Good morning. It’s funny, the kitchen rhythms I’ve fallen into during the pandemic, and the dishes I’ll forever associate with this time. So many seafood pancakes. So many ham and Swiss sandwiches. So much hollandaise sauce — with scallops and bo ssam, no less. All those bricks of tofu cubed and fried or planked and baked. A year ago, I barely ever cooked tofu at all.

I’ll think of the morning bowls of plain yogurt, into which I diced oranges, or stirred a spoonful of strawberry preserves. I’ll think of the strong tea I drink with milk, in place of the coffee with half-and-half I used to drink, before the pandemic, when I could drink coffee without it leaving me vibrating, tense, on the edge of something bad.

I’ll think about lemons and capers: on pork chops, in salad dressings, with cutlets, on fish. About the chocolate chip cookies one of my children made again and again, always with different recipes, always delicious. And about how, again and again, I made linguine with clams.

We are, many of us, cooking so much more than ever we did before, when it was possible to blow off making something for dinner because you could just as easily and maybe near as cheaply go to a restaurant or bar. It’s changing how we eat, what we eat — and how we think about food.

The pandemic’s been a nightmare, of course. But if you’re looking for glimmers of grace and goodness amid it, start in the kitchen. Just stand there a moment and think through all you’ve made thus far, and under what stresses — physical, mental, financial — and how good those meals have been, and what pleasures they’ve brought you and, if you’re lucky, others as well.

Then cook! Finding new recipes is one of our rare joys these days. Perhaps you’ll remember the pandemic for the French aligot you whipped into dinner one night in December, or for the Israeli pastel Melissa Clark learned from the Philadelphia chef Michael Solomonov. Maybe you discovered buttermilk marble cake (above). Or a love for seitan piccata. Or Baku fish kebabs.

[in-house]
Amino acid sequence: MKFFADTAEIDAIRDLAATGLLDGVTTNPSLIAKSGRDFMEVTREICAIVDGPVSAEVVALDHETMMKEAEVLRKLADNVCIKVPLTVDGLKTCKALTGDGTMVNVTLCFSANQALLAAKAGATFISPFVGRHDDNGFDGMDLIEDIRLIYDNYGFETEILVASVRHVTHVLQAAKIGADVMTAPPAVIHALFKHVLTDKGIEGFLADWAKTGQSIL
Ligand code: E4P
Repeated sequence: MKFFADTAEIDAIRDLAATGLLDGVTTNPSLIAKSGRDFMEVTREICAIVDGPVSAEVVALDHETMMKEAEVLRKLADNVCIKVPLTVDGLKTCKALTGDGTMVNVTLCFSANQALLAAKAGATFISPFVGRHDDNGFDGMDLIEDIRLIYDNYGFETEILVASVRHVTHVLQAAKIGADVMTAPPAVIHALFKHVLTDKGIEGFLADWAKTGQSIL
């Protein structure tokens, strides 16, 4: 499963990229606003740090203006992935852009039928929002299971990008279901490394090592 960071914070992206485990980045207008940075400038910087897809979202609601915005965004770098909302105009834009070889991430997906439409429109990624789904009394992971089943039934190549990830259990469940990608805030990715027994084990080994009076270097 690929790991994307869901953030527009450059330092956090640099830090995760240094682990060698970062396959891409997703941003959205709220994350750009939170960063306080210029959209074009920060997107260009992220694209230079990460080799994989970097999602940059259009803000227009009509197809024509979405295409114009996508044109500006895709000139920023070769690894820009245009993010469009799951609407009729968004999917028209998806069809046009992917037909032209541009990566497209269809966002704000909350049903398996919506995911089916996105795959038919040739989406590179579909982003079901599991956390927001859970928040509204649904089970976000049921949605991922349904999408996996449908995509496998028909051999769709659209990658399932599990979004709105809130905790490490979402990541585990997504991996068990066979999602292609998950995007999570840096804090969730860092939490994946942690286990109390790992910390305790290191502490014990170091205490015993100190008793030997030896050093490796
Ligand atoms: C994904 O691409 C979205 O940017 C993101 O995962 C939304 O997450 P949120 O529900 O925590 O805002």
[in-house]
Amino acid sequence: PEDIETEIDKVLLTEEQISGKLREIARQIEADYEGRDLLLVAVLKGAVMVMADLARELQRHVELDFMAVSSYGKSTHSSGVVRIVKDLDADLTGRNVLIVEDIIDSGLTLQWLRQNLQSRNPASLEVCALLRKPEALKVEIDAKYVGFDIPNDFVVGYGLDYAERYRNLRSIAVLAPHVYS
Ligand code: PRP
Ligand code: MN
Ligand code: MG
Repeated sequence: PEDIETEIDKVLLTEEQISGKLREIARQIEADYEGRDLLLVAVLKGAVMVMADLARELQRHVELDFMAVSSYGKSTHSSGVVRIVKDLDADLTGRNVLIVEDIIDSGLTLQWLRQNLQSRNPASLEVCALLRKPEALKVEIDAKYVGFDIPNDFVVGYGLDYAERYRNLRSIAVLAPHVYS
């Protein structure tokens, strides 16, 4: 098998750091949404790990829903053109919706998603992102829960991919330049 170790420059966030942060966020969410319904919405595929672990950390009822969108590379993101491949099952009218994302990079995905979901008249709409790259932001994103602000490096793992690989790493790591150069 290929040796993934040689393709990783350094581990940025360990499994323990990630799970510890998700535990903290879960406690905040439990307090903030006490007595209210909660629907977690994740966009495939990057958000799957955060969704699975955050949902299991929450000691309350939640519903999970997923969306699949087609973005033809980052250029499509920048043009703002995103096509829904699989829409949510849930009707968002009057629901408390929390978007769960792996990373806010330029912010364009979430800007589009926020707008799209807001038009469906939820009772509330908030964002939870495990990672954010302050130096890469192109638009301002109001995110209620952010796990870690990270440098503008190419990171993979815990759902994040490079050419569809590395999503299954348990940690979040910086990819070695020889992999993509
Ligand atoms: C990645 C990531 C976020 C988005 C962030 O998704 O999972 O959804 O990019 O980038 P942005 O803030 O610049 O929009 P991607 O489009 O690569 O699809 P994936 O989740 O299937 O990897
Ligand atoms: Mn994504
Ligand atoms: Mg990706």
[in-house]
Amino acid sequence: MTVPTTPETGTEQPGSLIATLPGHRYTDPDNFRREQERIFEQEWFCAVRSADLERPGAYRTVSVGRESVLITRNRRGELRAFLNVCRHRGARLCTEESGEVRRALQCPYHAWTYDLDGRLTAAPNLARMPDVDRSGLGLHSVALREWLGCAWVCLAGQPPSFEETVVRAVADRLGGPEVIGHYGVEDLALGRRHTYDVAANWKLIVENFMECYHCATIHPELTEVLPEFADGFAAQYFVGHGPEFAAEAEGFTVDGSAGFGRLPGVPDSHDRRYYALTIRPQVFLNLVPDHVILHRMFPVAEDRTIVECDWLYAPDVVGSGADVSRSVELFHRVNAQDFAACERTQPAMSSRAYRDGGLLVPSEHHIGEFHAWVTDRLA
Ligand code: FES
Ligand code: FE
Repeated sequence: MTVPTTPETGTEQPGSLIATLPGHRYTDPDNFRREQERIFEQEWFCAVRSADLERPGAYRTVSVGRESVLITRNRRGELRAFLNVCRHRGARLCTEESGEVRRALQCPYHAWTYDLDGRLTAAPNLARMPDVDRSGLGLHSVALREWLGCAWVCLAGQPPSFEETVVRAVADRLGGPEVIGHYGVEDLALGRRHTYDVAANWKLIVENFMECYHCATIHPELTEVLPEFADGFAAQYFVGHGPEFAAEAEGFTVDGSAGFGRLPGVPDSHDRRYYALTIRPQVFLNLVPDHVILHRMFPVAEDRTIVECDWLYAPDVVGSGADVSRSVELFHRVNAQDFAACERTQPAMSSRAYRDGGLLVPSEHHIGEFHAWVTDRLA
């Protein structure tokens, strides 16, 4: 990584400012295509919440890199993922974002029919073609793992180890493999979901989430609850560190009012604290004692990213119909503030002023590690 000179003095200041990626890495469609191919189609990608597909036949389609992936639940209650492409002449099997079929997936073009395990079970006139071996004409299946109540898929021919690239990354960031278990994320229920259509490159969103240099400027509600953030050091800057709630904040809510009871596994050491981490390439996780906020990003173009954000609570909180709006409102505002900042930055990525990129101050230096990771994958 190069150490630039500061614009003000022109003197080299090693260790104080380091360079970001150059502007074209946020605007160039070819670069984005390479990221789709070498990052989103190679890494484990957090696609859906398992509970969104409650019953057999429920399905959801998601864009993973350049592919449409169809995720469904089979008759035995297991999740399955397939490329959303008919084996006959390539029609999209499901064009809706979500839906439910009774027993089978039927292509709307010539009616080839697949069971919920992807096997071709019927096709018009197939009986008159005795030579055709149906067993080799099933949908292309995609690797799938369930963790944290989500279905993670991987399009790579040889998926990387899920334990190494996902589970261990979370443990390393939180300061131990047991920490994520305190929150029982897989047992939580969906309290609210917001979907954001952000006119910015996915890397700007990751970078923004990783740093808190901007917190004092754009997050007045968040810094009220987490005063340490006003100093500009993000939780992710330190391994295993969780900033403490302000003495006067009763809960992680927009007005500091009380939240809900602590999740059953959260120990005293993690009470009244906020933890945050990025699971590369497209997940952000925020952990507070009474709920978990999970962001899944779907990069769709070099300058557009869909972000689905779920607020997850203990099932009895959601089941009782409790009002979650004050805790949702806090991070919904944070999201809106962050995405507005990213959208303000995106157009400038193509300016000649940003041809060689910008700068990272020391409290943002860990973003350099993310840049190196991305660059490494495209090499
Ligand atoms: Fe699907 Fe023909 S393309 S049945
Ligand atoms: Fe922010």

Thousands and thousands more recipes to etch into memory are waiting for you on NYT Cooking. Go look among them and see what strikes your fancy. Save the recipes you want to cook. Rate the ones you’ve made. And leave notes on them, if you’d like to remind yourself of how you cooked something or spiced it differently, or to tell the world of your fellow subscribers about it.

Because you do need to be a subscriber. Subscriptions support the work of everyone involved in the production of NYT Cooking. Subscriptions allow that work to continue. Please, if you haven’t already, I hope you will subscribe to NYT Cooking today.

And we will, meanwhile, be available to you, should you run into trouble with your cooking or our technology. Just write: Someone will get back to you, I promise. (Or yell at me: I read every letter sent.)

Now, it’s nothing to do with good cheese or organic peas, but today is the Green Day drummer Tré Cool’s birthday. He’s 48. Here’s a compilation of his antic appearances on “The Late Show With David Letterman.” What’s best is how, year after year, Letterman just calls him “the drummer.”

Speaking of drummers, have you heard of acoustic techno? Bass Tong is on it with his pipe drum, and thanks to Dust to Digital for introducing me to him.

Here’s an interesting story in Beside about the centuries-old relationship between Canada’s First Nations, salmon and grizzly bears.

Finally, here’s Joe Coscarelli’s latest “Diary of a Song,” about Prince’s “Sign o’ the Times,” and it’s just great. I’ll be back on Wednesday.